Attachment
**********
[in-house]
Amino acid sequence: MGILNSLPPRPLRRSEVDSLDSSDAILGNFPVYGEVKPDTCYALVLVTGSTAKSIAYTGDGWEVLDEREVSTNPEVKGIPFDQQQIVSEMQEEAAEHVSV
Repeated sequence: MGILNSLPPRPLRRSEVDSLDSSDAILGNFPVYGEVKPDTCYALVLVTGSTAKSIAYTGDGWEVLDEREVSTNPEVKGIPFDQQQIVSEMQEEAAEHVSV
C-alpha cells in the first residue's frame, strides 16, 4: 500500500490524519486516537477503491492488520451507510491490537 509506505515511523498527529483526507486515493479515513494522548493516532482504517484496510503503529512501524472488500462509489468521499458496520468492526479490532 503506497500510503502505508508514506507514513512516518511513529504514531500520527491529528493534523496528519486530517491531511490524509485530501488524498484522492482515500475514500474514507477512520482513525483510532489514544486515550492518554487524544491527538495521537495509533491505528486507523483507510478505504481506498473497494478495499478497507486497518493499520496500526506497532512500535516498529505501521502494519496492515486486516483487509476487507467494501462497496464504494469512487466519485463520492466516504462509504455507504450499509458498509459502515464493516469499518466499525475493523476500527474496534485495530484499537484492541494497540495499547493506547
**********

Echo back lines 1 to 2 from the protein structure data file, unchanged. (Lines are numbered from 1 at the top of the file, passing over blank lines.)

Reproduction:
[in-house]
Amino acid sequence: MGILNSLPPRPLRRSEVDSLDSSDAILGNFPVYGEVKPDTCYALVLVTGSTAKSIAYTGDGWEVLDEREVSTNPEVKGIPFDQQQIVSEMQEEAAEHVSV